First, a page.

Examining the effect of affective commitment to the supervisor on nurses' psychological health as a function of internal locus of control.J Nurs Manag. 2017 May; 25(4):297-306.JN
This research aimed to examine how affective commitment to the supervisor related to nurses' well- and ill-being, and to explore the moderating function of internal locus of control in these relationships.
Little is known about the effects of affective commitment to the supervisor on well- and ill-being, even less so in the nursing profession. Moreover, previous studies suggested that nurses' psychological reactions to their work environment might vary as a function of their individual characteristics.
This cross-sectional research used a questionnaire survey to explore the hypothesised relationships in a sample of 100 female certified nursing assistants.
The results revealed that affective commitment to the supervisor was most strongly related to job satisfaction and well-being, and associated with lower levels of emotional exhaustion, when the internal locus of control was high.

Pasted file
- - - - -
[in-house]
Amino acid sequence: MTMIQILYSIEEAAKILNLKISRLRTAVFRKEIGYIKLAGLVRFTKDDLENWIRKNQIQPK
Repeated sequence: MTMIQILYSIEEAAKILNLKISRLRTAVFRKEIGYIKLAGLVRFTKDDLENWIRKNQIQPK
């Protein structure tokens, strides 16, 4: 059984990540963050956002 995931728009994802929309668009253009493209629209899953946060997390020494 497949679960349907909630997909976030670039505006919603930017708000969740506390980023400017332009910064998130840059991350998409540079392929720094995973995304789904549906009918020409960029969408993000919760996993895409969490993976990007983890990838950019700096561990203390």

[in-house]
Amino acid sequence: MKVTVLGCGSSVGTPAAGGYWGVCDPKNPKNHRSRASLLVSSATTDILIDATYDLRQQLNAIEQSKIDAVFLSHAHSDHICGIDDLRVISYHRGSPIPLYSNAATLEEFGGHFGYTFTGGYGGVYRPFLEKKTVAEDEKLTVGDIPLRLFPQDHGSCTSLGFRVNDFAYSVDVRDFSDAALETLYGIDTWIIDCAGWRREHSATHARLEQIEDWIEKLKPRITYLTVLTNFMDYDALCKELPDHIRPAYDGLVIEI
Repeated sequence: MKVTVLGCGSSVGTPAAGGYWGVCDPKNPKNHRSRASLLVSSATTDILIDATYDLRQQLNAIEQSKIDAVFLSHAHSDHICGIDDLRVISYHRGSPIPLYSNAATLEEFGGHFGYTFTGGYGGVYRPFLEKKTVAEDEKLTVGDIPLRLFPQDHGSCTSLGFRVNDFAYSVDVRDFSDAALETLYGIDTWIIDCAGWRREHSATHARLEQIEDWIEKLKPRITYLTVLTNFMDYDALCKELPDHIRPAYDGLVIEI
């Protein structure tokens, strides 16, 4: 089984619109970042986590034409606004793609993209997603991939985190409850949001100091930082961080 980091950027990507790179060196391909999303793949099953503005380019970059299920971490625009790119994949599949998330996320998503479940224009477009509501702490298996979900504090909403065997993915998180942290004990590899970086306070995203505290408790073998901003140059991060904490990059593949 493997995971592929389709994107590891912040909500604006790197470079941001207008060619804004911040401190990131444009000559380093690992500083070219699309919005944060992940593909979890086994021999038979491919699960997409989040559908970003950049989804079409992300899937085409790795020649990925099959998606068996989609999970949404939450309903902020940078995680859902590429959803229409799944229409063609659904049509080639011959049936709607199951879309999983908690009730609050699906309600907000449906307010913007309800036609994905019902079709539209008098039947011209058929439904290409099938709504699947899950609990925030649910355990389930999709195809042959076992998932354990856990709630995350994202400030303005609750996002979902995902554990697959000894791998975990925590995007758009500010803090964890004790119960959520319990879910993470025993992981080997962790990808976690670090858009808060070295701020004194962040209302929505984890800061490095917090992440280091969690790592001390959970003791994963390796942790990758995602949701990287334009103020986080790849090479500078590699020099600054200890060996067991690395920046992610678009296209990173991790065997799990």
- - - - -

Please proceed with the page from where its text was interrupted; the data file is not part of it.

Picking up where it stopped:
The present study emphasises the importance of a high quality relationship between nurses and their supervisors in order to promote their psychological health, and underscores the importance of individual characteristics.
IMPLICATIONS FOR NURSING MANAGEMENT
This research indicates how nurses' psychological health could be promoted by fostering their affective commitment to the supervisor. It also emphasises that managers' relationships with their subordinates should be adjusted as a function of nurses' individual characteristics.